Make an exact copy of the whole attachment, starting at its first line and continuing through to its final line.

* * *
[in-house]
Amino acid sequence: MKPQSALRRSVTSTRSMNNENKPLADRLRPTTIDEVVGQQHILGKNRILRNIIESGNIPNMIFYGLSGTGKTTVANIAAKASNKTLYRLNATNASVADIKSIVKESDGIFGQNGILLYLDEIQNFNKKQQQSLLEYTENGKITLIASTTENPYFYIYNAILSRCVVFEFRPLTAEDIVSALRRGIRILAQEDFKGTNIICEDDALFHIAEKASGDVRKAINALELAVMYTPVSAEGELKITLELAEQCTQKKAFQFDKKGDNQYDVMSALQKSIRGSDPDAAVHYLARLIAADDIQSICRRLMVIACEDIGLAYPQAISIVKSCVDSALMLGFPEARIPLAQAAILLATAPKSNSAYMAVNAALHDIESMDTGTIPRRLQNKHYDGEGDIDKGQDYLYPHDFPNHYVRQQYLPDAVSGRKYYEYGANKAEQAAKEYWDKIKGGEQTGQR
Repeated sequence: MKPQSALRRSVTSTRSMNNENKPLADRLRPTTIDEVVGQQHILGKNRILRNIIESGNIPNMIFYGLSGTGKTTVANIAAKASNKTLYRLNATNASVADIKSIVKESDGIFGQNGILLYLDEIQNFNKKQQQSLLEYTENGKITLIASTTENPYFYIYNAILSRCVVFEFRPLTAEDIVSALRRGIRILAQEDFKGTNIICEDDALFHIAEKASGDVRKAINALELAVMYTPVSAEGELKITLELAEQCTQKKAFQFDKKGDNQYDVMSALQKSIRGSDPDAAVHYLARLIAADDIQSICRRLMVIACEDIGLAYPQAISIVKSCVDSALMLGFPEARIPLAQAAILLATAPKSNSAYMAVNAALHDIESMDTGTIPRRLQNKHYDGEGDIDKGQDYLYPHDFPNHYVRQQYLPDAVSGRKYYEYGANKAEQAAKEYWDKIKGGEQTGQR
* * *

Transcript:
[in-house]
Amino acid sequence: MKPQSALRRSVTSTRSMNNENKPLADRLRPTTIDEVVGQQHILGKNRILRNIIESGNIPNMIFYGLSGTGKTTVANIAAKASNKTLYRLNATNASVADIKSIVKESDGIFGQNGILLYLDEIQNFNKKQQQSLLEYTENGKITLIASTTENPYFYIYNAILSRCVVFEFRPLTAEDIVSALRRGIRILAQEDFKGTNIICEDDALFHIAEKASGDVRKAINALELAVMYTPVSAEGELKITLELAEQCTQKKAFQFDKKGDNQYDVMSALQKSIRGSDPDAAVHYLARLIAADDIQSICRRLMVIACEDIGLAYPQAISIVKSCVDSALMLGFPEARIPLAQAAILLATAPKSNSAYMAVNAALHDIESMDTGTIPRRLQNKHYDGEGDIDKGQDYLYPHDFPNHYVRQQYLPDAVSGRKYYEYGANKAEQAAKEYWDKIKGGEQTGQR
Repeated sequence: MKPQSALRRSVTSTRSMNNENKPLADRLRPTTIDEVVGQQHILGKNRILRNIIESGNIPNMIFYGLSGTGKTTVANIAAKASNKTLYRLNATNASVADIKSIVKESDGIFGQNGILLYLDEIQNFNKKQQQSLLEYTENGKITLIASTTENPYFYIYNAILSRCVVFEFRPLTAEDIVSALRRGIRILAQEDFKGTNIICEDDALFHIAEKASGDVRKAINALELAVMYTPVSAEGELKITLELAEQCTQKKAFQFDKKGDNQYDVMSALQKSIRGSDPDAAVHYLARLIAADDIQSICRRLMVIACEDIGLAYPQAISIVKSCVDSALMLGFPEARIPLAQAAILLATAPKSNSAYMAVNAALHDIESMDTGTIPRRLQNKHYDGEGDIDKGQDYLYPHDFPNHYVRQQYLPDAVSGRKYYEYGANKAEQAAKEYWDKIKGGEQTGQR